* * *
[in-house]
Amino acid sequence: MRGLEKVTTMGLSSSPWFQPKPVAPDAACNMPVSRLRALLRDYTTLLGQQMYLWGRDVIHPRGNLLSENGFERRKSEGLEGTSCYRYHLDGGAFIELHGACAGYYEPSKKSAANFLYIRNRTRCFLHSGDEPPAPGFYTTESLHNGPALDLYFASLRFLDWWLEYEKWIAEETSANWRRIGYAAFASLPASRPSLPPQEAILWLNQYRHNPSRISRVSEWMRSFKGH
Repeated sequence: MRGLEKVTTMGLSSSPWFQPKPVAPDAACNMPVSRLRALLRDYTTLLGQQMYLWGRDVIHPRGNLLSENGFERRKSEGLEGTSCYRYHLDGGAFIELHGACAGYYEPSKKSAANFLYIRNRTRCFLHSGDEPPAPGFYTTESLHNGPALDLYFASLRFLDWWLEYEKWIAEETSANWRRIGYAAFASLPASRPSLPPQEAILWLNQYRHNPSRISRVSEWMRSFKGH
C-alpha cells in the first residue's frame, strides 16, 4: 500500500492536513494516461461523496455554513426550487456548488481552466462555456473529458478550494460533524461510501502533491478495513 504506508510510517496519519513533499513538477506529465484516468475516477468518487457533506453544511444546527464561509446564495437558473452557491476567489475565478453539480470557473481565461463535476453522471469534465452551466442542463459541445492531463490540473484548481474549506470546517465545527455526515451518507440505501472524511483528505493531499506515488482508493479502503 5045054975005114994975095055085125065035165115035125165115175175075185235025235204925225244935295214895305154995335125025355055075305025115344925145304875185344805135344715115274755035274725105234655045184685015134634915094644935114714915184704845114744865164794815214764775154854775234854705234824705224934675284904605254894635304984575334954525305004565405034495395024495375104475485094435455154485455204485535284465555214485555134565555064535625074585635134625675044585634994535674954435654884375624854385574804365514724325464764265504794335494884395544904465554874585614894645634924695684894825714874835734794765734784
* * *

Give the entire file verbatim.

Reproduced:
[in-house]
Amino acid sequence: MRGLEKVTTMGLSSSPWFQPKPVAPDAACNMPVSRLRALLRDYTTLLGQQMYLWGRDVIHPRGNLLSENGFERRKSEGLEGTSCYRYHLDGGAFIELHGACAGYYEPSKKSAANFLYIRNRTRCFLHSGDEPPAPGFYTTESLHNGPALDLYFASLRFLDWWLEYEKWIAEETSANWRRIGYAAFASLPASRPSLPPQEAILWLNQYRHNPSRISRVSEWMRSFKGH
Repeated sequence: MRGLEKVTTMGLSSSPWFQPKPVAPDAACNMPVSRLRALLRDYTTLLGQQMYLWGRDVIHPRGNLLSENGFERRKSEGLEGTSCYRYHLDGGAFIELHGACAGYYEPSKKSAANFLYIRNRTRCFLHSGDEPPAPGFYTTESLHNGPALDLYFASLRFLDWWLEYEKWIAEETSANWRRIGYAAFASLPASRPSLPPQEAILWLNQYRHNPSRISRVSEWMRSFKGH
C-alpha cells in the first residue's frame, strides 16, 4: 500500500492536513494516461461523496455554513426550487456548488481552466462555456473529458478550494460533524461510501502533491478495513 504506508510510517496519519513533499513538477506529465484516468475516477468518487457533506453544511444546527464561509446564495437558473452557491476567489475565478453539480470557473481565461463535476453522471469534465452551466442542463459541445492531463490540473484548481474549506470546517465545527455526515451518507440505501472524511483528505493531499506515488482508493479502503 5045054975005114994975095055085125065035165115035125165115175175075185235025235204925225244935295214895305154995335125025355055075305025115344925145304875185344805135344715115274755035274725105234655045184685015134634915094644935114714915184704845114744865164794815214764775154854775234854705234824705224934675284904605254894635304984575334954525305004565405034495395024495375104475485094435455154485455204485535284465555214485555134565555064535625074585635134625675044585634994535674954435654884375624854385574804365514724325464764265504794335494884395544904465554874585614894645634924695684894825714874835734794765734784